I started out as such a sweet girl. A good student. Eager to learn and to please my teachers. I’m sure that more than once, I was called the Teacher’s Pet.
Throughout high school, even when I was going through my small fits of rebellion, I managed to keep it away from the school house. I made honor roll and kept my nose clean—never even going to the principal’s office. (Except that I worked in the office and occasionally had to deliver mail to the principal or vice-principal, but that doesn’t count.)
I took four years off between high school and college, so when I got to Methodist College as a twenty-two year old freshman, I was ready to learn. I had all of my foolishness out of my system.
But then, I fell in with a wild crowd…
And before long, it started to rub off on me and I started to get just a little wild…
(Okay, those were actually really sweet girls. And although we loved to laugh and have fun, we didn’t actually “party.” The top “party” picture was at homecoming and the bottom “party” picture was a fundraiser gala for a charity I worked with my Senior year.)
But I have to honestly say that in college, I was far less concerned with being the goody-two-shoes, Teacher’s Pet type I was when I was younger. And my favorite example of that was Dr. Hall’s Philosophy class…
Everybody had to take Philosophy. It was one of those things (like Algebra I and PE) that they just required of everyone. And since I went to a small, private college, we didn’t have a whole lot of choice in professors. Still, I wasn’t prepared for Dr. Hall.
Dr. Hall was, in sum, a brilliant lunatic.
Seriously! How else do you explain a man who would interrupt his own lecture to rant at the groundskeepers (through closed windows) for twenty minutes for mowing too loudly during class? Or who would cancel class allegedly to go Texas to see his stepson die by lethal injection?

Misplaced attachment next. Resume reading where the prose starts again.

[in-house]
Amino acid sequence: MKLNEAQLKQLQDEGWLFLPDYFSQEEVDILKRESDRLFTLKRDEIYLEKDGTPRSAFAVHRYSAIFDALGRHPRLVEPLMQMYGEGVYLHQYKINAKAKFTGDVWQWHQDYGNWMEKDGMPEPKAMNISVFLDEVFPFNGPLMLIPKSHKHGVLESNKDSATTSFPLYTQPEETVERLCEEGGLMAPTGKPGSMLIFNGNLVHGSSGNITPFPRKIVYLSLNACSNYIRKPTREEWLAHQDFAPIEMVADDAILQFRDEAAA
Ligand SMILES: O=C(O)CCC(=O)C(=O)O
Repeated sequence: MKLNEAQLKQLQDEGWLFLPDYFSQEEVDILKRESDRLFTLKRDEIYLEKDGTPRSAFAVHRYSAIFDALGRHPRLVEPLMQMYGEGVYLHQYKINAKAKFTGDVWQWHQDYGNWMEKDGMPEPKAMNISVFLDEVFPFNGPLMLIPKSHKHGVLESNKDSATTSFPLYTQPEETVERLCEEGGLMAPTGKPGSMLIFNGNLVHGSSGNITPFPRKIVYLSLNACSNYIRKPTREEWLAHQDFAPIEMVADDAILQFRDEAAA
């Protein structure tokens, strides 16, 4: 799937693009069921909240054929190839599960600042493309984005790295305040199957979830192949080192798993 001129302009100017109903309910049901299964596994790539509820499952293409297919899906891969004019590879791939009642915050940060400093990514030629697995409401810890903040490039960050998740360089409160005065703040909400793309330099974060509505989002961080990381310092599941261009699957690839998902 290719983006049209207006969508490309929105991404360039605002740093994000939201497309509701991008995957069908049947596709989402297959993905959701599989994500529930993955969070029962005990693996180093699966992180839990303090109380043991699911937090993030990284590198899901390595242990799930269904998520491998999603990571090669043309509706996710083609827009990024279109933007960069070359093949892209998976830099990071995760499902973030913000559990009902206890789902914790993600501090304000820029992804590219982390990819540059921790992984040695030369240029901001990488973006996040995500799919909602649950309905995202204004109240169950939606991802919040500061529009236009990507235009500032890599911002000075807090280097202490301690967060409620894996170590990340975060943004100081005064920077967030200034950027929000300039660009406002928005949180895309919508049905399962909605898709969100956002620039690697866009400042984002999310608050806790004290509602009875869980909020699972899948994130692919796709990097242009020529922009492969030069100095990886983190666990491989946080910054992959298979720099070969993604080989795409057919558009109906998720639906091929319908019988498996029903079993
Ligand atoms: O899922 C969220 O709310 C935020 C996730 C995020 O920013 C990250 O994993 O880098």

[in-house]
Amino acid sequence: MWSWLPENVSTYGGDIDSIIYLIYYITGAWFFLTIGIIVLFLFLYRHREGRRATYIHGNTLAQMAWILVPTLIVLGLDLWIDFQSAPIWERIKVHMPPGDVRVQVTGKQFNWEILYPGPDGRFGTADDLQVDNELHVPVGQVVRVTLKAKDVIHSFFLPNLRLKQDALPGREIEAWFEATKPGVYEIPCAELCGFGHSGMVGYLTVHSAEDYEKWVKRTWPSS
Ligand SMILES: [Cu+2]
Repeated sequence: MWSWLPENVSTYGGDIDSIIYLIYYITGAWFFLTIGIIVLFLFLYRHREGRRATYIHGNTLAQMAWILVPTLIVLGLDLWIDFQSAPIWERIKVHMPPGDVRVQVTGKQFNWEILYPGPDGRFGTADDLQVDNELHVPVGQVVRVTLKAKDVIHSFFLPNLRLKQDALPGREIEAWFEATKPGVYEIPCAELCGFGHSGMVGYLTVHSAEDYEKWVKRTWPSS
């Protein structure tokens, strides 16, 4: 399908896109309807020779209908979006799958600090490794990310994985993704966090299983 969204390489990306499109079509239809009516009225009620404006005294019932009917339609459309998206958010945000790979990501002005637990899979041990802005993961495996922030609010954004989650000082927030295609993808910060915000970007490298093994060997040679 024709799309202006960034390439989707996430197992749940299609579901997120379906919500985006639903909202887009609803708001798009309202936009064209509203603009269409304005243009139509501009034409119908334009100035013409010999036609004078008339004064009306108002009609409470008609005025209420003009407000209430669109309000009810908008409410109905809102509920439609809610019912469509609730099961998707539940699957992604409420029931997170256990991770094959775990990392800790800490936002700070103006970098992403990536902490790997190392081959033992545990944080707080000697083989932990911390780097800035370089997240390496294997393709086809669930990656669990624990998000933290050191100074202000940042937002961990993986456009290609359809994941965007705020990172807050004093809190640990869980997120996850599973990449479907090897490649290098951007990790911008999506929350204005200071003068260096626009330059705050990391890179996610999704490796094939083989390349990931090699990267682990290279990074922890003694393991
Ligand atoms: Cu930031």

And while he was a cut-up (with an adorable British accent), he never really minded when we students would join in. He fed off of our little peanut-gallery comments and some days, a brutally boring lecture would turn into a three-ring circus over which he was the benevolent and comic ringmaster. As anyone who knows me in real life can tell you, sometimes my mouth works faster than my brain and gets ahead of my internal censors and this, combined with one of Dr. Hall’s manic jaunts, turned into a disaster one morning during class.
On this particular morning, Dr. Hall was lecturing on and on about something. Students were chiming in with their regular comments, but as usual, I just sat taking notes and trying to keep up with his deeply philosophical, but highly lunatic train of thought. And then, he said it:
“My grandfather was a blue tick hound.”
He stood still and straight, gripping the lectern and staring at us under his bushy gray eyebrows.
We students sat, stunned, waiting for the punchline.
“Yes, ladies and gentlemen, I am part dog.”
As the snickers and giggles erupted around me, my mouth overloaded my censors and I heard the words coming out of my mouth.
“Don’t worry, Dr. Hall. All men are!”
The class burst into laughter and applause as my face erupted into a violent shade of magenta. I couldn’t believe I’d said it! For starters, I don’t even agree with the statement. But most of all, I couldn’t believe that I had said it aloud, to a professor, in the middle of a class, no matter how unorthodox!
Neither, evidently, could Dr. Hall. He dashed around the lectern, to the front of my row, and pointed a crooked finger directly at me and barked, “You! Get out of my class!”
The classroom went silent as I froze, staring wide-eyed at my professor. And in the blink of an eye, his stern expression disappeared, replaced by a bright smile. He turned on his heel and returned to the lectern, chirping over his shoulder at me, “Never mind, young lady!”
And we returned to the class… The class that I almost got kicked out of.